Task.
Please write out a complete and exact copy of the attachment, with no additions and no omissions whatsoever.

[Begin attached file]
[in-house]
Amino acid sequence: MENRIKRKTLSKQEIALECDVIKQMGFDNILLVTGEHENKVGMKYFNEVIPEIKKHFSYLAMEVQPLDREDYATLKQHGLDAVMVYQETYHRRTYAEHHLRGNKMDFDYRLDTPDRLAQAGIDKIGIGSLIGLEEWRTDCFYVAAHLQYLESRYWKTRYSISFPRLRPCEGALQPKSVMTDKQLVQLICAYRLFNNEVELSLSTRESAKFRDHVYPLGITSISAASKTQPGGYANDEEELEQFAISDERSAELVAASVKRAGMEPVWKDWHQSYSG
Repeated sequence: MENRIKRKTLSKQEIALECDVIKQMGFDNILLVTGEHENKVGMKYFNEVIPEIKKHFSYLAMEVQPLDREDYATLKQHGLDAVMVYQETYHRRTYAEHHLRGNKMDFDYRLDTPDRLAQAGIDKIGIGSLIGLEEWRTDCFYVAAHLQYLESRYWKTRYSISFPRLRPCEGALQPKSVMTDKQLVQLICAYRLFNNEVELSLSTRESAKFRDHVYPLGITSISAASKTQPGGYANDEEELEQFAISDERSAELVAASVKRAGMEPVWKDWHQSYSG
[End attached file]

[in-house]
Amino acid sequence: MENRIKRKTLSKQEIALECDVIKQMGFDNILLVTGEHENKVGMKYFNEVIPEIKKHFSYLAMEVQPLDREDYATLKQHGLDAVMVYQETYHRRTYAEHHLRGNKMDFDYRLDTPDRLAQAGIDKIGIGSLIGLEEWRTDCFYVAAHLQYLESRYWKTRYSISFPRLRPCEGALQPKSVMTDKQLVQLICAYRLFNNEVELSLSTRESAKFRDHVYPLGITSISAASKTQPGGYANDEEELEQFAISDERSAELVAASVKRAGMEPVWKDWHQSYSG
Repeated sequence: MENRIKRKTLSKQEIALECDVIKQMGFDNILLVTGEHENKVGMKYFNEVIPEIKKHFSYLAMEVQPLDREDYATLKQHGLDAVMVYQETYHRRTYAEHHLRGNKMDFDYRLDTPDRLAQAGIDKIGIGSLIGLEEWRTDCFYVAAHLQYLESRYWKTRYSISFPRLRPCEGALQPKSVMTDKQLVQLICAYRLFNNEVELSLSTRESAKFRDHVYPLGITSISAASKTQPGGYANDEEELEQFAISDERSAELVAASVKRAGMEPVWKDWHQSYSG